Infinite restarting


R

Rayne

Hi,

My 5-year-old Fujitsu laptop recently has this problem of rebooting
infinitely. I did not install any new hardware or software. The only
thing different that I did was that for the past 3 years, I only ran
it on AC power, and right before this problem occurred, I unplugged
the power and ran it on the battery for about half an hour.

The laptop starts booting up, and while the Windows XP screen is
running, I would get the following screen:

"Checking file system on C:
The type of the file system is FAT32.

One of your disks need to be checked for consistency.
...."

The laptop then continues to check disk consistency. Occasionally,
it'll report some entries that need to be repaired, while other times
there aren't any repairing to be done.

The laptop then restarts itself, sometimes after the check is
completed, other times while the check is still running. Right before
the laptop restarts, I'll get the blue screen for a couple of seconds
(too fast to really see what it says). I am able to get the blue
screen to stay on my screen by using one of the F8 options, though,
and it says:

DRIVER_IRQL_NOT_LESS_OR_EQUAL
....
Technical information:
*** STOP:0x000000D1 (0x73656CD7, 0x00000002, 0x00000000, 0xF902BA68)
*** w22n51.sys - Address F902BA68 base at F9007000, DateStamp 404c5c4c

I am unable to get into safe mode - the system hangs at agpCPQ.sys.
Trying to load the last known good configuration doesn't work - the
laptop continues to restart itself. I also don't have the Windows XP
CD, so I can't try to use the Recovery Console method that I've seen
suggested on the Net.

What can I do?

Thank you.
 
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P

Pegasus [MVP]

Rayne said:
Hi,

My 5-year-old Fujitsu laptop recently has this problem of rebooting
infinitely. I did not install any new hardware or software. The only
thing different that I did was that for the past 3 years, I only ran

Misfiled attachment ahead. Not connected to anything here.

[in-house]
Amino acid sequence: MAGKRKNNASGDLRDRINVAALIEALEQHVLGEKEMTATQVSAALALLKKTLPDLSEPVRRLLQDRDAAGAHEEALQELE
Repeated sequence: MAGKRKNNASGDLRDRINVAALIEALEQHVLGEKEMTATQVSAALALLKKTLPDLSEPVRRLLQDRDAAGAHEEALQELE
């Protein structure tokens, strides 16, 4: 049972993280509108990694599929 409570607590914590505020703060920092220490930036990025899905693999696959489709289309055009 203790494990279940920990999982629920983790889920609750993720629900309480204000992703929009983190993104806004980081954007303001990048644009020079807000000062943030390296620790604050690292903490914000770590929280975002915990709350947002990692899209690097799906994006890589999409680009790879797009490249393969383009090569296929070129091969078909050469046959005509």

it on AC power, and right before this problem occurred, I unplugged
the power and ran it on the battery for about half an hour.

The laptop starts booting up, and while the Windows XP screen is
running, I would get the following screen:

"Checking file system on C:
The type of the file system is FAT32.

One of your disks need to be checked for consistency.
..."

The laptop then continues to check disk consistency. Occasionally,
it'll report some entries that need to be repaired, while other times
there aren't any repairing to be done.

The laptop then restarts itself, sometimes after the check is
completed, other times while the check is still running. Right before
the laptop restarts, I'll get the blue screen for a couple of seconds
(too fast to really see what it says). I am able to get the blue
screen to stay on my screen by using one of the F8 options, though,
and it says:

DRIVER_IRQL_NOT_LESS_OR_EQUAL
...
Technical information:
*** STOP:0x000000D1 (0x73656CD7, 0x00000002, 0x00000000, 0xF902BA68)
*** w22n51.sys - Address F902BA68 base at F9007000, DateStamp 404c5c4c

I am unable to get into safe mode - the system hangs at agpCPQ.sys.
Trying to load the last known good configuration doesn't work - the
laptop continues to restart itself. I also don't have the Windows XP
CD, so I can't try to use the Recovery Console method that I've seen
suggested on the Net.

What can I do?

Thank you.

If the problem is caused by a bad registry entry then you can probably fix
it with a manual System Restore - see here:
http://support.microsoft.com/kb/307545. The method relies on you being able
to access the hard disk. Here are a few options:
a) Borrow a WinXP CD from a friend, then start the Recovery console.
b) Boot the machine with a Bart PE boot CD (www.bootdisk.com).
c) Temporarily install your disk as a slave disk in some other WinXP PC.
This is not a trivial exercise and if you're inexperienced in such things
then you should ask a computer-savvy friend to assist you.

If the problem is caused by some file corruption then a repair installation
may fix it. You will need the correct type of WinXP CD
(Home/Professional/OEM/Retail).

If all else fails then a factory restore will fix the problem. Read the
manual that came with your PC to see how it's done. You might lose all data
files in the process - do you have backups?
 
R

Rayne

If the problem is caused by a bad registry entry then you can probably fix
it with a manual System Restore - see here:http://support.microsoft.com/kb/307545. The method relies on you being able
to access the hard disk. Here are a few options:
a) Borrow a WinXP CD from a friend, then start the Recovery console.
b) Boot the machine with a Bart PE boot CD (www.bootdisk.com).